+ It's easier to go places, because you don't have to pack up special food for the baby in addition to whatever you're already bringing or buying for yourself.


+ Your baby will sometimes gag when they're just starting. Gagging is different from choking, and babies actually gag as a way to move food around in their mouth. It's totally fine and normal, and gagging is what helps their gag reflex develop normally. Obviously you have to be watching your children when they eat no matter what, and I don't give large whole grapes, or any other food that's a choking hazard in the beginning.

+ Usually, with baby-led weaning, you start at around 6 months old, when your baby is better at sitting up unassisted and picking things up by themselves. Sometimes, with purees, you can start as early as 4 months, so if you're super anxious to have your kitchen be a disaster every time the baby eats, I guess it's a con that you have to wait a month or two. (I get it, as an excited new parent it's sometimes hard to wait for the next milestone.)

+ It is MESSY in the beginning. Brace yourself that at least 50% of the food will end up on the floor or smushed into your baby's hair in the beginning. But I promise it gets a lot better very quickly; these babies really do pick up this whole "eating real food" thing faster than you'd think.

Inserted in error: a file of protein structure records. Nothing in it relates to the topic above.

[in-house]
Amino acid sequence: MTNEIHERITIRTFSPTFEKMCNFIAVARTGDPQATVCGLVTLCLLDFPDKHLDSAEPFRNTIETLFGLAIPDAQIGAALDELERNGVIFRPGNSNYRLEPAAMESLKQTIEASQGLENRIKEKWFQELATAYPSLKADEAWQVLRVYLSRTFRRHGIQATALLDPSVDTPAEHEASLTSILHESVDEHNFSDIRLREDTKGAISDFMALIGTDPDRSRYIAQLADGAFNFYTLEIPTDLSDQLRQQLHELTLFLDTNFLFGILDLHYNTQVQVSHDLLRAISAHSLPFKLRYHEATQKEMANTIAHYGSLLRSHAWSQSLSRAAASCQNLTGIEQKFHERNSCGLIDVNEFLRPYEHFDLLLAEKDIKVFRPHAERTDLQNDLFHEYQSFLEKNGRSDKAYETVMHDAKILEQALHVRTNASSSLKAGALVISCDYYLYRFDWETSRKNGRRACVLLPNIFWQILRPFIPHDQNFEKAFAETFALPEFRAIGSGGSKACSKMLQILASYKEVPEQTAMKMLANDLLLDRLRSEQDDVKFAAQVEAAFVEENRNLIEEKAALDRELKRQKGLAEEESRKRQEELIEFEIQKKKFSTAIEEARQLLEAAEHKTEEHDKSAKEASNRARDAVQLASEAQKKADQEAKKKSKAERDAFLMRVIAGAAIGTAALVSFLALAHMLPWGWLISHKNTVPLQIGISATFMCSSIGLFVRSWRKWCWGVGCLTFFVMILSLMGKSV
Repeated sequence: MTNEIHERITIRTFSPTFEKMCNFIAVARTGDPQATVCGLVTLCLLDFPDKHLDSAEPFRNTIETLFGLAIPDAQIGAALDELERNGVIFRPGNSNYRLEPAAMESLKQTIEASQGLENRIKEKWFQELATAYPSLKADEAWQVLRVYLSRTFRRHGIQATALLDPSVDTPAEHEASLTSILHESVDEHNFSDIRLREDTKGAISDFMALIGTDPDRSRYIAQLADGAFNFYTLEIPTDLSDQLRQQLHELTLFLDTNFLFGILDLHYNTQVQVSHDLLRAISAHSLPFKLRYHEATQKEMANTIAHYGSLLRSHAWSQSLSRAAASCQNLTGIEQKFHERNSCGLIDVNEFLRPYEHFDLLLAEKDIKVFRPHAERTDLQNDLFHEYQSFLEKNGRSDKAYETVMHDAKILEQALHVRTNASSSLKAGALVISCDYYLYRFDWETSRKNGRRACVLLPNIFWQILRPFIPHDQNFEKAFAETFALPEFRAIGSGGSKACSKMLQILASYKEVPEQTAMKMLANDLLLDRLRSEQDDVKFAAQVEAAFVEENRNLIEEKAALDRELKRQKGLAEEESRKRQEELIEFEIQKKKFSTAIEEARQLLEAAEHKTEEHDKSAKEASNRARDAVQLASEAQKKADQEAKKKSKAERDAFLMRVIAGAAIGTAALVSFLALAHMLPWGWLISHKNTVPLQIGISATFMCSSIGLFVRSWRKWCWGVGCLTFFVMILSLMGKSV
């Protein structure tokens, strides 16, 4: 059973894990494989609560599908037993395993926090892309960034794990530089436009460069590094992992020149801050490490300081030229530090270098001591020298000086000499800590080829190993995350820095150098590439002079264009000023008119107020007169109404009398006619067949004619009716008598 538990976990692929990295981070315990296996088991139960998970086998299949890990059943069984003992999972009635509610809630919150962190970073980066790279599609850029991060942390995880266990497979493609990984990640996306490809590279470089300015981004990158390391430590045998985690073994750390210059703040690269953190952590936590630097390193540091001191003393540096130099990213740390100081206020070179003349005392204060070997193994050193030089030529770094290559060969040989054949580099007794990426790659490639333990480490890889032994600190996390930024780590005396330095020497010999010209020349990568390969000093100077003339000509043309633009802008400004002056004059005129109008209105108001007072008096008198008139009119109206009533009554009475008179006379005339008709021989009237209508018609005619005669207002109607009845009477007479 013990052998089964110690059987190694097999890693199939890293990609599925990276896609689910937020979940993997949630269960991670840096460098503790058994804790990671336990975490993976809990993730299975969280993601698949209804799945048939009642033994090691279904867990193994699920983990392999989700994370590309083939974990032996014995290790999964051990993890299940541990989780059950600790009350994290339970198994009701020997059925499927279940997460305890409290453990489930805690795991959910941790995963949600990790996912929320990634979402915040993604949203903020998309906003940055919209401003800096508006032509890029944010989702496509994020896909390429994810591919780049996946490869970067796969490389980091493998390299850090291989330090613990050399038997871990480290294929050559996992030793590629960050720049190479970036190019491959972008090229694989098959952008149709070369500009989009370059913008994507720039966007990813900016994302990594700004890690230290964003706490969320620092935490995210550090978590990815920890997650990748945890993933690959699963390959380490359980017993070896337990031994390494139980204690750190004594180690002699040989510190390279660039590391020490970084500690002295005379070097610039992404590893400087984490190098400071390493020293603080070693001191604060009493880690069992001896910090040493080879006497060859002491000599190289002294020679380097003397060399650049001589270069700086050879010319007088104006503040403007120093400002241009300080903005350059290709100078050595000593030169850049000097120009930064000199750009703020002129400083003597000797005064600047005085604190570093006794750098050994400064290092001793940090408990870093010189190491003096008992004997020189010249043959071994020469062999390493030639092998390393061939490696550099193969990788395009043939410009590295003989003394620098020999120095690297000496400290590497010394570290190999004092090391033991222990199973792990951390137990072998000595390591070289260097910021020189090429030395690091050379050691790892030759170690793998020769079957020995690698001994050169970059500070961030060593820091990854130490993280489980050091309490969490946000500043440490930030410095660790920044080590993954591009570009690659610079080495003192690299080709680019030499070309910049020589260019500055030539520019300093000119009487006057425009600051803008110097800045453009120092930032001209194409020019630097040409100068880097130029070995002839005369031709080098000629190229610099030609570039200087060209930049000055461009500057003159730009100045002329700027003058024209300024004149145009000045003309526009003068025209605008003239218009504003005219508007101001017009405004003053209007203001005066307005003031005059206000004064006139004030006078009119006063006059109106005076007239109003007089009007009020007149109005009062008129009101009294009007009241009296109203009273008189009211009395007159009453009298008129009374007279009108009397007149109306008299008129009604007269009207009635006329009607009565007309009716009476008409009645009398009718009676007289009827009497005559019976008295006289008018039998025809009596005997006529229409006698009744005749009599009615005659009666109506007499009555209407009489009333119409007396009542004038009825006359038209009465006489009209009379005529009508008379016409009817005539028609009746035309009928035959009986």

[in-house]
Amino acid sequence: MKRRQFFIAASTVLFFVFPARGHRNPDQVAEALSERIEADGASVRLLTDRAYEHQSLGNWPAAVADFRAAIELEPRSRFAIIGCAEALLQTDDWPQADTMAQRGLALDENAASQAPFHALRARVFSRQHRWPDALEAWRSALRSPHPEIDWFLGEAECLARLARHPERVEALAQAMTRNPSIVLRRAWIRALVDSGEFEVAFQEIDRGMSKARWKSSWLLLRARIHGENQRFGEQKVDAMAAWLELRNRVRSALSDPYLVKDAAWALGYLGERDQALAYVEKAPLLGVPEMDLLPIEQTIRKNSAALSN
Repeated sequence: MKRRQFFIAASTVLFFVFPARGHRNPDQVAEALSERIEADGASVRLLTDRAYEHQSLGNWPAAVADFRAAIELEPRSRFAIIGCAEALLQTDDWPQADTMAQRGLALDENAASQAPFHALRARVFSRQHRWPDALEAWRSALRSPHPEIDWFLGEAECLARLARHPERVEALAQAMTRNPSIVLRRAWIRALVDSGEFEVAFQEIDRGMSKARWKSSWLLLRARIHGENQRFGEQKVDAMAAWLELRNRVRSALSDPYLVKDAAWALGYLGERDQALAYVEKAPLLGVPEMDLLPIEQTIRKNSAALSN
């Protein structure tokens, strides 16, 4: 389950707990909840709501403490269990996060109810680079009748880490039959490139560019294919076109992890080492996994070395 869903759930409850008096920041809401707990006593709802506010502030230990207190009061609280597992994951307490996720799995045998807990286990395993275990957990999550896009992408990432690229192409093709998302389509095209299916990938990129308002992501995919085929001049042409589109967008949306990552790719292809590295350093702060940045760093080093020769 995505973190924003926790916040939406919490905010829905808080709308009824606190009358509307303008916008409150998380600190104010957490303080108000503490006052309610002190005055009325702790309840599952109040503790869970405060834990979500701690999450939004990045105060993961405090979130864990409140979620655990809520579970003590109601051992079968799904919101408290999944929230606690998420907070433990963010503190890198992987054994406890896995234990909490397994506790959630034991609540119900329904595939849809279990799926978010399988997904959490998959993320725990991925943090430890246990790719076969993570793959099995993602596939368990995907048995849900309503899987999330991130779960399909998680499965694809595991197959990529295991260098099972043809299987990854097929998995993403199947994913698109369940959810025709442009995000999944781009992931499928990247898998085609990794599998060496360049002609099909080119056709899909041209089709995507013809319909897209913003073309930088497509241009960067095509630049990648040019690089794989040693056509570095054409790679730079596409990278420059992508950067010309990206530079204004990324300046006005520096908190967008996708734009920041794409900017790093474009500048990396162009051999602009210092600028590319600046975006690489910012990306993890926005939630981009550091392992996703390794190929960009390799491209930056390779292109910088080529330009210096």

GOOD FOODS TO START: (anything 2-3 inches long and fairly soft is great to start)

+ fresh vegetables: avocado, peeled cucumber
+ fresh fruits: banana, strawberries, apple, pear, mango
+ steamed vegetables: carrots, sweet potato, broccoli, green beans, zucchini
+ protein/ dairy: scrambled eggs, black beans, turkey, chicken
+ puree-like real foods: applesauce, yogurt (I'll sometimes break my own rule and spoon feed these to my babies to avoid a mess)
+ grains: crackers, whole-grain cereal, veggie straws, bread, pasta

The other day we were FaceTiming with some family during dinner, and they were like, "AH! Addison got her hands on a a huge thing of broccoli! Help her!" It was a nice, soft piece I purposely picked out from our meal to give to her. I explained she's eaten broccoli before, and then naturally we spent the next five minutes watching her gnaw on it and grin and drool green drool everywhere until the whole thing was gone. (Family: the only people who are remotely interested in watching your daughter eat broccoli.) 

See the baby-led weaning website here, or just google for more people's experiences and ideas of first foods. We love these cover-all bibs and also these easy-wipedown silicon bibs to help contain the mess. Everyone alive recommends these super cheap IKEA high chairs (which sadly are permanently out of stock at my local IKEA), so we have these ones that attach to a chair instead. They're also cheap, and I love that the tray can go straight into the dishwasher.


That's been our family's experience with baby-led weaning.
Easy, cheap, no prep, and everyone eats together as a family.
Any other fans of baby-led weaning out there?